What makes them exciting:
Beyond the fact that two of the best players in the world in Christine Sinclair and Lindsay Horan will be playing for them in the Cup, the offseason moves added a lot of youth and energy to a team that seemed mostly lackluster last season after the World Cup. They have one of the best defenses in the league, and they have a will to win. In short, they’re a very good team but they also have grit and find ways to grind out wins where other teams may not.
North Carolina Courage – June 27
Chicago Red Stars - July 1
Washington Spirit - July 5
OL Reign - July 13
The Thorns have the daunting task of facing the current NWSL Champion North Carolina Courage in the very first match of the cup. Just three days later they’ll play the Chicago Red Stars, who not only ended the Thorns’ season last year in the semis, but were runners-up in the championship against the Courage. While the match against the Washington Spirit on July 5th may seem to provide a bit of relief, the Spirit have their full complement of players available including the lethal duo of Rose Lavelle and Andi Sullivan. The Thorns’ defensive midfield and backline will have their hands full there. The OL Reign, Portland’s biggest rivals, will round out the group stage matches, and even without Megan Rapinoe they have plenty of attacking power.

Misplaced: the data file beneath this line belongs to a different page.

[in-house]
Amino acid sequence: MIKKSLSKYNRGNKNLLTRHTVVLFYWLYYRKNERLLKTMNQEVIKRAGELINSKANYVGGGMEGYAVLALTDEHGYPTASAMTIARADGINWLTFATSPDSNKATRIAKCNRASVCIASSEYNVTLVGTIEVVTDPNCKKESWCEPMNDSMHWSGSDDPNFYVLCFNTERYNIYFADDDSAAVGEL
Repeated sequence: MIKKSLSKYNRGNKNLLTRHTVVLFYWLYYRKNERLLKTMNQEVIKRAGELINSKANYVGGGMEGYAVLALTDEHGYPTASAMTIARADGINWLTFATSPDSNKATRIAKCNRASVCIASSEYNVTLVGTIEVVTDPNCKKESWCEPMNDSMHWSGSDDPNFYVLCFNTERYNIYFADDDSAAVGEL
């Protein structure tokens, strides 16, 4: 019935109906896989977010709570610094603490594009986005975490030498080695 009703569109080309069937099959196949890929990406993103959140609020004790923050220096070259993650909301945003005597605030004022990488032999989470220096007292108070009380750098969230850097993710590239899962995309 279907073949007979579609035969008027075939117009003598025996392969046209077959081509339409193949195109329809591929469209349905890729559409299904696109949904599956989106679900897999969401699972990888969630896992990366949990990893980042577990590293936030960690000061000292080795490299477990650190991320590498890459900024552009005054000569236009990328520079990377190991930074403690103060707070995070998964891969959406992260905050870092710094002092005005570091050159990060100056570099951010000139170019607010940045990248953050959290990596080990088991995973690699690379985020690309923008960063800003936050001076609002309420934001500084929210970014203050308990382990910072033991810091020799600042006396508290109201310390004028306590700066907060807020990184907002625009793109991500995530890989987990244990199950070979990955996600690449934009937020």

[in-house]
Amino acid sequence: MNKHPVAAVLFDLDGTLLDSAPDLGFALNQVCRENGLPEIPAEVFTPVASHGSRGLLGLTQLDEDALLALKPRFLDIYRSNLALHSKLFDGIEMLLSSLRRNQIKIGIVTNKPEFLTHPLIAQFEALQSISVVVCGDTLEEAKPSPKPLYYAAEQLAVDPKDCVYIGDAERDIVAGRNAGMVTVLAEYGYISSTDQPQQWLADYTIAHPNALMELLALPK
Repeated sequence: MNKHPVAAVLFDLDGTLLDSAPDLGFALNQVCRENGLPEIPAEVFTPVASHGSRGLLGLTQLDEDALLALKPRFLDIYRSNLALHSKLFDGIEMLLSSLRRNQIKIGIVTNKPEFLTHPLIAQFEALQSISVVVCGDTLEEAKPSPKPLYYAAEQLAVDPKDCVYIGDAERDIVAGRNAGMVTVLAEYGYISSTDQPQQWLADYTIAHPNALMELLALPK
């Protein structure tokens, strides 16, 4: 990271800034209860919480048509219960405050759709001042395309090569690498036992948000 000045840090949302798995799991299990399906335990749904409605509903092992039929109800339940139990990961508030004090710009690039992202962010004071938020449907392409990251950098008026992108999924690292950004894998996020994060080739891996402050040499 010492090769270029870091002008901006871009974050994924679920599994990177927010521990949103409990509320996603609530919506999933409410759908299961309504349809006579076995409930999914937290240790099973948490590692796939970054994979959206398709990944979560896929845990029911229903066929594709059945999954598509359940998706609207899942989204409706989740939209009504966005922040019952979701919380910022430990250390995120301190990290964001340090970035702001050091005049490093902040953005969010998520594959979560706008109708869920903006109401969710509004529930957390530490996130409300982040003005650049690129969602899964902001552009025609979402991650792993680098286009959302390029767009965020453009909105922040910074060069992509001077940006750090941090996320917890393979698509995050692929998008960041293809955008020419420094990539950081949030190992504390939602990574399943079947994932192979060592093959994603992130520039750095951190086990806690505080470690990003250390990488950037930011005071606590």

Why they could win the Cup:
They are the Portland Thorns. They have the pedigree and the potential talent, and a hunger to prove themselves after last season's finish.
Positional depth. They are without their starting goalkeeper, Adrianna Franch. They won’t have winger Tobin Heath, who opted out, and new star Sophia Smith will have limited minutes because of a nagging injury. So if not positionally, the Thorns also have to overcome the mental hurdle of running into the buzz saw that were the North Carolina Courage last season.
Since they’re the Thorns it is hard to discount them from at least making a run into the deeper parts of the knockout stage of the tournament, although they will have a challenging road to get there without some of their key players and lots of new chemistry to figure out. I wouldn’t be surprised to see them in the semifinals, but winning the tournament feels like a longshot at this point.
The Thorns are the best-attended women’s pro soccer team in the world, and it isn’t hard to see why. With a supporters group like the Rose City Riveters, the Thorns have set attendance records every year, with last year’s August 11th match against the Courage drawing over 25,000 fans.